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Climate Sakhis: A shield against heatwaves

A women-led initiative in New Delhi proactively mitigates the adverse effects of heatwaves. This article is from STS Global

Women residing in low-income, high-density settlements such as Vivekanand Camp in Chanakyapuri, Delhi, have undergone specialised training to address the challenges posed by heatwaves within their communities. This initiative, a collaborative effort between STS Global, a technological and environmental catalyst, and the Chintan Environmental Research and Action Group, empowers the women to utilise an automatic weather station (AWS) to gather vital data on temperature and humidity levels each morning throughout the scorching summer months.

Using the popular messaging platform WhatsApp for swift communication, the women cross-reference the collected data with a heat stress chart provided to them. Based on the readings, they signal potential risks by displaying green (indicating fatigue), yellow (signifying a risk of heatstroke), or red flags (indicating an imminent threat of heatstroke) on visibility boards strategically placed throughout the community. The residents of these settlements are already familiar with the recommended actions corresponding to each colour.

Referred to as Climate Sakhis (sakhi means friend), this group serves as a crucial link in ensuring the timely dissemination of weather advisories, presented in actionable formats. Moreover, they undertake the responsibility of maintaining this community-centered early warning system. Additionally, they have taken proactive steps by creating shaded communal areas using recycled fabric and nets, particularly essential in environments where temperatures can soar up to 6 degrees Celsius higher than the surrounding areas, owing to the low-income and high-density nature of these settlements.

Covered communal spaces utilising repurposed fabric and nets.

2023 was the hottest year on record ever, according to World Meteorological Organization. With the Indian Meteorological Department predicting another harsh summer, Dr Anshu Gupta, co-founder, STS Global said, “Indoor heat, and not outdoor heat, is the real killer. With the summer coming up, it’s the women, children and elderly who are indoors for prolonged periods in the day. This has a host of negative physical and mental health impacts, and makes early warning systems and community-led interventions all the more important.”

These interventions were piloted in Vivekanand Camp; with the summer being just around the corner, such interventions can be scaled and replicated to other communities and states that face heat stress. “We studied the climate pattern and the social fabric in the communities and understood that the ecosystem can only thrive with active participation of the Climate Sakhis. They have been an inspiration at the forefront to make the difference and save some valuable lives,” Dr Gupta added.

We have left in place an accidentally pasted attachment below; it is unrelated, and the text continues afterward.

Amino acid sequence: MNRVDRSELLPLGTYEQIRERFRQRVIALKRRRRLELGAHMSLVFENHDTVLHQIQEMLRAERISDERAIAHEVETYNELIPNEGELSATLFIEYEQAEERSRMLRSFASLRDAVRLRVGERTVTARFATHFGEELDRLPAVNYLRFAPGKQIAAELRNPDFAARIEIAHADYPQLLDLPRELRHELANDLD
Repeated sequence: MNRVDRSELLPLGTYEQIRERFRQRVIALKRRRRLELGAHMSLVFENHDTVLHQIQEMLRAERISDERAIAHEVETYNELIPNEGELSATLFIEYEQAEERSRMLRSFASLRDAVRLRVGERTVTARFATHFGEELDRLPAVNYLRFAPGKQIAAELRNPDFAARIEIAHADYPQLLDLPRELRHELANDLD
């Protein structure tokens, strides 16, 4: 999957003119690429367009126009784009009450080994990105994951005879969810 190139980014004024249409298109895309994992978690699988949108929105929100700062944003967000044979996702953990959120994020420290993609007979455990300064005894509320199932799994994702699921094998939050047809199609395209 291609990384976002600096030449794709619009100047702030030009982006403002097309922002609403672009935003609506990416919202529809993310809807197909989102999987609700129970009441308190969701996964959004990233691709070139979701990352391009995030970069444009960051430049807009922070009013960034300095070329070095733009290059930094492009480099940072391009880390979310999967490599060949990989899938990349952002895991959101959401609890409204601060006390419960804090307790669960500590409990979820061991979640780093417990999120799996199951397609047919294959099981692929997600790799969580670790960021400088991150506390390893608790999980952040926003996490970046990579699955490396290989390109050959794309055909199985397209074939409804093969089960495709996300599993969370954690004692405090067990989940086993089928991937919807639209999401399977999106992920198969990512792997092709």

Employing technology like the AWS guarantees the capture and analysis of real-time, precise, and community-specific data. When combined with communication platforms such as WhatsApp, it establishes a streamlined and rapid system, ensuring that all smartphone-equipped residents can access and benefit from the advisories provided by the Climate Sakhis promptly and effectively.

Note: STS Global is a techno-environment catalyst that enables end-to-end humanitarian interventions at scale and makes them accessible to the last mile citizen. It is building and empowering resilient communities beyond boundaries. Established in 2009, the organisation provides community-centric, scalable, and tailor-made transformative solutions to climate-induced risks and disasters. It is engaged with public and private institutions in the areas of sustainable shelter design, assessment & planning, skilling & capacity building, knowledge management and using technology for a social cause. STS has served and delivered scalable impact in 8 countries –  India, Nepal, Bangladesh, Afghanistan, Maldives, Philippines,Indonesia and Sri Lanka for notable national and international partners such as World Bank, GIZ, Government of India, C40, Reliance Foundation, Swiss Development Cooperation, UNDP, ADRRN.

(Courtesy: indiawaterportal.org)